What You Need To Know About Strangulation

What leaves no visible injuries 50% of the time, but can cause permanent brain injury in seconds and death in minutes (sometimes one minute)? Strangulation (“choking.”) This Domestic Violence Awareness Month, ADZ Law attorneys Jessica Dayton and Mallika Kaur attended a training organized by CORA and run by the experts at the Training Institute on Strangulation Prevention in San Diego to gain specialized knowledge on a tactic of abuse that we see in plenty of cases. And what’s clear to us: it probably occurs in plenty more DV cases, but survivors of strangulation often do not report it, at times do not even remember they were strangled.

Strangulation literally causes traumatic brain injury, and memories of this near-death sensation and experience can be complex, convoluted and even confusing. All survivors of intimate partner violence should be asked: Has Anyone Put Any Pressure to Your Neck at Any Time. (Hat tip: Gael Strack). A person may be strangled with hand/hands; with the use of the arm/s (“a chokehold); with an object like a scarf, necklace, belt; or may be suffocated, for example with a pillow. It is important to know that strangling someone technically requires very minimal strength: just about that of a firm adult handshake.

We were glad to see law enforcement in the room during our training, as we studied the neurobiology of trauma and the fact that when someone “passes out” due to strangulation, they are often very unlikely to be able to answer the question of whether they were ever rendered unconscious. Instead, we should ask “Do you know if you lost consciousness?” (Hat tip: Casey Gwinn). The asphyxia caused prevents the necessary flow of oxygen to the brain, and effects memories and sequential processing.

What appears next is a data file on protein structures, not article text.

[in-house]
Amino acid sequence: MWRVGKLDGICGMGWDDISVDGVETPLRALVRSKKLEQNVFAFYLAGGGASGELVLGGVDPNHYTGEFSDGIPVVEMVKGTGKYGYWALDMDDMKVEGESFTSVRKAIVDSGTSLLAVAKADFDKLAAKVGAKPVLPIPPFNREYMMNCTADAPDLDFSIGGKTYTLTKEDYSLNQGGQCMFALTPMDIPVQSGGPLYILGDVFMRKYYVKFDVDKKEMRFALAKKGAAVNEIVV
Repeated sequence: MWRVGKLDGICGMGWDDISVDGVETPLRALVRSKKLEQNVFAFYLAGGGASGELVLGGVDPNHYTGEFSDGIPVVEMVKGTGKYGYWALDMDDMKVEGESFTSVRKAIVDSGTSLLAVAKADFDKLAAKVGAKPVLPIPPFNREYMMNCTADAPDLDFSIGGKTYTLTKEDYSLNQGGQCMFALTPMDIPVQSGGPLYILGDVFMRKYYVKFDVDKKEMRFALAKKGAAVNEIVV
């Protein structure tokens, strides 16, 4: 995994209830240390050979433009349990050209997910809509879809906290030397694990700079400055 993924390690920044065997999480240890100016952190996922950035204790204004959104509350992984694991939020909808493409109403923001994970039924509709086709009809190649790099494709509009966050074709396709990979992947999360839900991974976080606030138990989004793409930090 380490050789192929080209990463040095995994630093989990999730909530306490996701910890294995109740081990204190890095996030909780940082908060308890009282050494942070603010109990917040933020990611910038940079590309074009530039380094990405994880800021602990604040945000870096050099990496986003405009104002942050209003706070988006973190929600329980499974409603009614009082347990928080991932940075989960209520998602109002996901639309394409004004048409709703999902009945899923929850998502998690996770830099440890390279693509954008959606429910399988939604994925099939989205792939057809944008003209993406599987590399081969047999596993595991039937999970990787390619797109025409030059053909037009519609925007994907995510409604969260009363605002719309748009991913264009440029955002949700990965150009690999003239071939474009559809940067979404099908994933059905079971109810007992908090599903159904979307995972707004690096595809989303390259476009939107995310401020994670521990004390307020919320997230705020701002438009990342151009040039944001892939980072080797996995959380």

In the immediate and short terms, survivors may report pain; difficulty speaking; having an “asthma attack.” The documented long-terms effects of the constriction of air flow and/or blood flow that take place during strangulation include: seizures; thyroid problems; voice damage; uncomfortable gag responses in the usual course of eating.

Though the research on the lethality of strangulation has been highlighted in the domestic violence community more recently, it is now widely documented and urgently understood.  Strangulation is now a felony under California law. Yet, given the absent or delayed visible injuries, it is often not charged correctly. Outside of the criminal system, it may not be mentioned at all in the civil and family law case, if the survivor of strangulation doesn’t remember or then does not realize the seriousness of what they endured: effectively, attempted murder.

If you, or anyone you know, has ever been strangled, it is essential to receive medical attention and care. For your legal case, it is important to document what happened. In the immediate aftermath, a “head to toe” forensic exam is ideal, and taking photographs over the course of a few days at least is advised. For your safety, it should be urgently noted that research shows that someone who has been strangled even once has an 800-1000% more likelihood of being killed by that strangler.

At ADZ Law, LLP, we remain committed to preventing lethal violence in our communities by using all the legal tools and training at our disposal.